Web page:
Summer School Work

I’m often asked what school work a child should do over the summer holiday, as parents can be concerned that the momentum of learning can be lost over the 5 or 6 week break. My answer generally depends on one key factor. Exams – but not in the way you may think. If a student is in a non-exam school year and is simply keen to achieve and get prepared for the next year, my answer is ‘students really need to take a break from school work’. If however, a student is about to enter an exam year, or time of increased workload/effort, my answer changes to ‘students absolutely must take a break from school work’. 

Why do I believe school breaks should be just that – a break? Partly because our physical and mental health needs timeout from work, and partly because there are rich experiences to be had by travelling or seeing new places, but mainly because we should be raising future generations to be people who seek a work life balance – which is revealing itself to be a key component overlooked by many in the current adult workforce.

The new ‘norm’ in the workplace (despite being promised that technology would give us more leisure time) is longer days, working lunches, sending a few emails in the evening, food on the go and ‘don’t forget to be contactable on weekends’ through your smartphone.  The benefits of home working, connecting technology and mobile communication have also brought the danger of 24/7 work mode and the inability to say ‘no’.  In 2017, over half a million UK workers suffered from work-related stress, anxiety or depression, costing over 12 million lost working days. It would be too simplistic to associate all of that with overworking, yet the same report highlighted that 44% of the cause is due to excessive work.

Working constantly negatively affects our brain, metabolism, heart and sleep patterns, which in turn can raise the risk of obesity and associated health problems. A recent Harvard study revealed that for people working more than 55 hours a week, there is a 13% increased risk of heart attack and 33% increased risk of stroke.  Ironically excessive work also negatively affects the brain’s ability to learn – so overworked students don’t learn well. The brain of a young person is certainly being worked hard in term time, as they balance a busy timetable bouncing daily between English, History, Maths, Science and Art, or is it Geography, Technology, Spanish, Music and ICT? Then the brain is also processing all the emotional and social learning associated with human interaction, and that’s before we add any homework or revision for tests and exams.  School learning is intense and heavily loads the mind, and we should all be concerned for the mental health of children. It is estimated that one in five children between the ages of 13-18 years will suffer from mental illness, and for adults diagnosed already with mental illness, more than half began before the age of 14. As adults and parents, we should be seeking ways to teach a key principle (which is sometimes learned too late by many adults) – there is a time to work, and a time to play.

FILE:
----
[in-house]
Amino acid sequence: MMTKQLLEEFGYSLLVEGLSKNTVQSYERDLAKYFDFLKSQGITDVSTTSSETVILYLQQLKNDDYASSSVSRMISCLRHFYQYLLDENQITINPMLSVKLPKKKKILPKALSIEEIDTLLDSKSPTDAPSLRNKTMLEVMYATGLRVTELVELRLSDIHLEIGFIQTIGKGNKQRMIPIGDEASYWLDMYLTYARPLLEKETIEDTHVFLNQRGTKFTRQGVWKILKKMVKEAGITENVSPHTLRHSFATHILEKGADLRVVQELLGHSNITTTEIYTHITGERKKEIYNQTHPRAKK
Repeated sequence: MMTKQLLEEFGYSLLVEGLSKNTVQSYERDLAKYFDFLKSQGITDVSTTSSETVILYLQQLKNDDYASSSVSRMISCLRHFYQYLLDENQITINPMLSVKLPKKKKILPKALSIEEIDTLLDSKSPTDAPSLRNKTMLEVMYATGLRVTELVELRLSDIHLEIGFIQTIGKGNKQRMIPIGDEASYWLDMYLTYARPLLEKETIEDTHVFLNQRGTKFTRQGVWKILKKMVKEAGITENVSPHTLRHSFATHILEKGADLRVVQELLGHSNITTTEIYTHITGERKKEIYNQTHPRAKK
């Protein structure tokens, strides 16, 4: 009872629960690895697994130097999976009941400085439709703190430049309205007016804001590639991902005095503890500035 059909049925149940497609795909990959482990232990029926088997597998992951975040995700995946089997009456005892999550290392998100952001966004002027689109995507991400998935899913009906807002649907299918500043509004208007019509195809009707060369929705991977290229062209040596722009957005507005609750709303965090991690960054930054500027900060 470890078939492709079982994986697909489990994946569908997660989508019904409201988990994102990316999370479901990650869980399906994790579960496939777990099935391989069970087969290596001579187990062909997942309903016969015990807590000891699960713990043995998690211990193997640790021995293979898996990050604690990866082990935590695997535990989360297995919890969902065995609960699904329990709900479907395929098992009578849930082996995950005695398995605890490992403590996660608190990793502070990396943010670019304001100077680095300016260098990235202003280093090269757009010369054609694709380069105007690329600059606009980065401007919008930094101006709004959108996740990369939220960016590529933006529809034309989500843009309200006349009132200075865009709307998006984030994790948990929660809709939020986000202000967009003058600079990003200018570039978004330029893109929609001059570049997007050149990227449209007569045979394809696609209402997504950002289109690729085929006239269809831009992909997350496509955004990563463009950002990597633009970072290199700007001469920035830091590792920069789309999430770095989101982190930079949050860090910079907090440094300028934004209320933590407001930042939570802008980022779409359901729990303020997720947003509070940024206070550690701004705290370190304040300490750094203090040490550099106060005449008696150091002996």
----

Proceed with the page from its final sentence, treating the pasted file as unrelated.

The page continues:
Remember that proverb… ‘All work and no play makes Jack a dull boy’. Mmm maybe Jack is not just dull, but today he’s stressed out, inefficient, drinking heavily, on medication, unhealthy or suffering chronic fatigue.

I recently took part in a school ‘outdoor adventure’ camp, where mobile phones were banned, fun and challenging activities (both on land and water) were plentiful, and responsibilities (like cooking and washing up) were applied. Not only was it incredible fun, but students came alive in ways often unseen in the classroom.  As the sun went down students were in groups talking, throwing a ball back and forth, playing cards or learning to throw a frisbee. It was refreshing and in all honesty, healthy.

Yes there is a time for work, there is a time for homework, there is a time for dedication and commitment and grit. Yet when there is time for a break, surely we need teach young people how to rest well and make the most of a downtime opportunity to explore a wider world. Go for more walks, take up a hobby, meet up with friends, listen to music, take a picnic or even read! Radical.

So if your child has been given school work over the summer, encourage them to either do it straight away (if it needs them to refer to past lessons) or preferably in the few days leading up to the new term starting, which will get the brain back into routine and warmed up to take on new information again. But for goodness sake, let them have a few clear weeks away from school work and the associated pressure.

We work to live, not live to work”. Isn’t that what we say, even if we don’t live it as much as we should as adults?  Enjoy your summer.

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